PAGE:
TAK-228 targets TORC1 and metabolism as a downstream effect of activation of the NRF2 axis, but the therapy itself does not specifically target NRF2. That is an important distinction, because we do not yet have a clinical NRF2 inhibitor. It is very difficult to generate agents that inhibit transcription factors, which would more specifically target things that are downstream of NRF2. There may be some additional studies that come down the pipeline showing that targeting NRF2 can synergize with other targeted approaches, but right now all that is available is what Jonathan and I are doing.
Q: There have been recent negative findings with some agents targeting glutaminase. What components of a targeted therapy do you think are necessary for success here? What are the current expectations for glutaminase inhibitors in combination with checkpoint inhibitors?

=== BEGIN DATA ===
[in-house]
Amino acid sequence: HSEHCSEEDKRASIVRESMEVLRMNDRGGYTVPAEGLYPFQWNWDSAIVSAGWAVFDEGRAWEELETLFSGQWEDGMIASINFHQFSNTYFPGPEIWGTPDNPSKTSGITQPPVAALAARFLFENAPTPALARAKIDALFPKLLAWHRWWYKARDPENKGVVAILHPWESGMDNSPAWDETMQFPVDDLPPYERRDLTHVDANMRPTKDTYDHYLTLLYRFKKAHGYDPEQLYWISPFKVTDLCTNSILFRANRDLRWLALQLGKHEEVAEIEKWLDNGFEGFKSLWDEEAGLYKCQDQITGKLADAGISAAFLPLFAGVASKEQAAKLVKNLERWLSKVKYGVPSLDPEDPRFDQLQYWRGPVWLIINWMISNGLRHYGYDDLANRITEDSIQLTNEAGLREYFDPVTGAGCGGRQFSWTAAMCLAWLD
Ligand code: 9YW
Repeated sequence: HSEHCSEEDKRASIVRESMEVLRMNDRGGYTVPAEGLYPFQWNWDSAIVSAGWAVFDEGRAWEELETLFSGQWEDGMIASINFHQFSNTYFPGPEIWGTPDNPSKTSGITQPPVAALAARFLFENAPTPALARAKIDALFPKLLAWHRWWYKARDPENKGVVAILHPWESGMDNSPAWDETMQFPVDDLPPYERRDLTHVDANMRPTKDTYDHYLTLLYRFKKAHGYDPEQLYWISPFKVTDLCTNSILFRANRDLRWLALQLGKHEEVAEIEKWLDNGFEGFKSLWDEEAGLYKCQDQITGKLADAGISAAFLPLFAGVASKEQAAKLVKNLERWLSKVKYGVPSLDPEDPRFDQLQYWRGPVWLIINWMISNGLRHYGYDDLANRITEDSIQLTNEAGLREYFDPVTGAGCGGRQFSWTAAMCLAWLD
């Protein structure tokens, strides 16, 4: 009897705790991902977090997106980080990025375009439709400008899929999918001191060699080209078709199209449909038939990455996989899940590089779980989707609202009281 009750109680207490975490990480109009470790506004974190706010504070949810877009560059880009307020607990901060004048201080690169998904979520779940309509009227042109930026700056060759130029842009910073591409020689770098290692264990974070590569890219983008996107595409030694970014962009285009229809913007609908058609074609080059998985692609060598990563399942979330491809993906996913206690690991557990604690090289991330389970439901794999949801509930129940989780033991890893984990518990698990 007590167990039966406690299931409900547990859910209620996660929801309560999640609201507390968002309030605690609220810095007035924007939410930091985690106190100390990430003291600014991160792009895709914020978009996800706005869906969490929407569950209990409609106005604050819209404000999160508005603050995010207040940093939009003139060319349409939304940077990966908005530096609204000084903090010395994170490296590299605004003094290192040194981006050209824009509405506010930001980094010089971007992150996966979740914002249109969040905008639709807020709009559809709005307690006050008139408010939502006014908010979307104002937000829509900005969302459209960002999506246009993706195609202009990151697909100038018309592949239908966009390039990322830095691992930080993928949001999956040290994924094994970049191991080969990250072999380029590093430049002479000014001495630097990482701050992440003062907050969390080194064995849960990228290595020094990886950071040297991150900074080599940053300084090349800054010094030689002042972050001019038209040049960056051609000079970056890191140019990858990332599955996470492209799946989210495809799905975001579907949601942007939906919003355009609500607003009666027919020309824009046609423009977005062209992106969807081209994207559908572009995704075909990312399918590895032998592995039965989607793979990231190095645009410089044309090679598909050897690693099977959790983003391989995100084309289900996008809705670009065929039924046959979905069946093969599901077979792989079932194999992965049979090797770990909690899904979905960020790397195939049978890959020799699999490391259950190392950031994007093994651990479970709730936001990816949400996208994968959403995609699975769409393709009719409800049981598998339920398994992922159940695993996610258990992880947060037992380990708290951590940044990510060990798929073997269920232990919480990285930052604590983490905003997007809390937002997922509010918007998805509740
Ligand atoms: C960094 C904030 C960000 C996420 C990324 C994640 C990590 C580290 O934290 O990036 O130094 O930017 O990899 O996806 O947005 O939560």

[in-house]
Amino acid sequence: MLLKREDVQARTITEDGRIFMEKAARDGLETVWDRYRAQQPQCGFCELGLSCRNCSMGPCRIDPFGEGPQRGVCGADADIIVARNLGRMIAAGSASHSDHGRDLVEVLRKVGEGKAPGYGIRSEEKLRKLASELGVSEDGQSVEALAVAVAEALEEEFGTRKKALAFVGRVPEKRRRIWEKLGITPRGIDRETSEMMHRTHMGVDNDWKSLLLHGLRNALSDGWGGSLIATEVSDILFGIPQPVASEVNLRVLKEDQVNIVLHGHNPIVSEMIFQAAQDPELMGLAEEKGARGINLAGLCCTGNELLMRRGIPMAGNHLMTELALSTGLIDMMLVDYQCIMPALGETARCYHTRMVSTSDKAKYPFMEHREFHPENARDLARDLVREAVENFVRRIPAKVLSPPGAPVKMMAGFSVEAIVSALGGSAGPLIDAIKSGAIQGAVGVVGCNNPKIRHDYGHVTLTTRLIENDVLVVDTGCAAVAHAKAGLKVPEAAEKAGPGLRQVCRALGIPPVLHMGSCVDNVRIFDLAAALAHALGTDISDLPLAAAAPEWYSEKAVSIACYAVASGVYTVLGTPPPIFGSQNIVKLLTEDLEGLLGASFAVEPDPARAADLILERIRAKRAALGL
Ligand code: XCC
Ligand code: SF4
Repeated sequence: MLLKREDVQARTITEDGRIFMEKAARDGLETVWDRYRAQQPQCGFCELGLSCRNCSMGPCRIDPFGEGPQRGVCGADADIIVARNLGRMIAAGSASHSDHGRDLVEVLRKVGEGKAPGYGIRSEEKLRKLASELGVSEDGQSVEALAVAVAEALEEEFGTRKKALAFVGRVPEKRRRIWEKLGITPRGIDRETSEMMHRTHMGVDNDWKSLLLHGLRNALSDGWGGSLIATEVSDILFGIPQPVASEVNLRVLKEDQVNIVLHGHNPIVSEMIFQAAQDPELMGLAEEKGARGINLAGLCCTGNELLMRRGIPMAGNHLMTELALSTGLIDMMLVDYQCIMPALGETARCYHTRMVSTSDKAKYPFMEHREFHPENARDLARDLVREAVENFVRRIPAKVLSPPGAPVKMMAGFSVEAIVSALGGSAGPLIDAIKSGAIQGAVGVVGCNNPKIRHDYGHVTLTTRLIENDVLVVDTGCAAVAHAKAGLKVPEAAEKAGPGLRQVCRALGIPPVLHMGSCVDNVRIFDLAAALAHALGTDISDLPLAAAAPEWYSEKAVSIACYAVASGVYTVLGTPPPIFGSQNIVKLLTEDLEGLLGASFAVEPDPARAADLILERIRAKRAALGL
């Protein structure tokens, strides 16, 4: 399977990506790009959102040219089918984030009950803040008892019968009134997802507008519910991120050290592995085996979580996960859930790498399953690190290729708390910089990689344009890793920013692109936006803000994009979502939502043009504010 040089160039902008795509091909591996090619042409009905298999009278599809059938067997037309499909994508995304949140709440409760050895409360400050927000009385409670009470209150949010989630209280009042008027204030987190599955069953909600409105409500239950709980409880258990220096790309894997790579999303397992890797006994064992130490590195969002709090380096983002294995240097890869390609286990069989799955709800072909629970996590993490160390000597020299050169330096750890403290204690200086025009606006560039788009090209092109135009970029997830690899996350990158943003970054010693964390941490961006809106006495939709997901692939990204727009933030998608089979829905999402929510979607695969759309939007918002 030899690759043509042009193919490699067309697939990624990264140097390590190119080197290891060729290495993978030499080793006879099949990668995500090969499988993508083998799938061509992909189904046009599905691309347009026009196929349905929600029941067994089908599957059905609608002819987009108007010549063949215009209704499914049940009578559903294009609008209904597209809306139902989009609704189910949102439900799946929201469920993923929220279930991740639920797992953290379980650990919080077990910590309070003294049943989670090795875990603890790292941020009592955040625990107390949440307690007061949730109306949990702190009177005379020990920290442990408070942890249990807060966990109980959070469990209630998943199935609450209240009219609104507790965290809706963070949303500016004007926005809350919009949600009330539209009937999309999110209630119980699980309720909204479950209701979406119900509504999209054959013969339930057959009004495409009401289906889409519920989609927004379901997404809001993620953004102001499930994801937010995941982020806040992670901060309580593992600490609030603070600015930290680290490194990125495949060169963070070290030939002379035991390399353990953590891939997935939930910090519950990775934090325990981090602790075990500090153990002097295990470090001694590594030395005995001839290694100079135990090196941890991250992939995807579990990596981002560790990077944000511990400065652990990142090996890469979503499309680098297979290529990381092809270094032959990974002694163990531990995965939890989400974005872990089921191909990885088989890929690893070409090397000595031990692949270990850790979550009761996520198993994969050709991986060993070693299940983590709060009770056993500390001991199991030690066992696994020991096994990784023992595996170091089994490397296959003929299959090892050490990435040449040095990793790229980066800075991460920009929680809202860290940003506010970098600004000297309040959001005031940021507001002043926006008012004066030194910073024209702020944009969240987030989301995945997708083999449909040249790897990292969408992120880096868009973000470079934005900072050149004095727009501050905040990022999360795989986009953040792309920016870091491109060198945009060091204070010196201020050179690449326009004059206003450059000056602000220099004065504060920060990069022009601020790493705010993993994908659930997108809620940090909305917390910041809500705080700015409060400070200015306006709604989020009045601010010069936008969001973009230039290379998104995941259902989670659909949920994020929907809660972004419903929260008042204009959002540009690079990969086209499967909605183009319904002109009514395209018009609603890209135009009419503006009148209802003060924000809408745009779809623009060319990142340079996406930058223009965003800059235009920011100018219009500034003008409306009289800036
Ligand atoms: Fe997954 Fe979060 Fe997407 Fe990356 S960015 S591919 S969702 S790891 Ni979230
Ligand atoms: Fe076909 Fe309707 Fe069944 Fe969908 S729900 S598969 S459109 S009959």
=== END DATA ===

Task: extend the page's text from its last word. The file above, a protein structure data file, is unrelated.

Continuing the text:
Dr. Paik: This is correct. There have been some negative findings using glutaminase inhibitors in the recent past. A lot of the initial focus for glutaminase inhibition was in renal cell cancer, because we know that metabolism is functionally important in that disease and there are approved drugs that target mTOR as a result. The idea was that one might be able to generate anti-tumor synergy CB-839 to TORC1 inhibitions in this disease. I think the negative trial data tell us that glutaminase is not a functionally important mechanism in renal cell cancer, not that the approach and rationale is generally incorrect.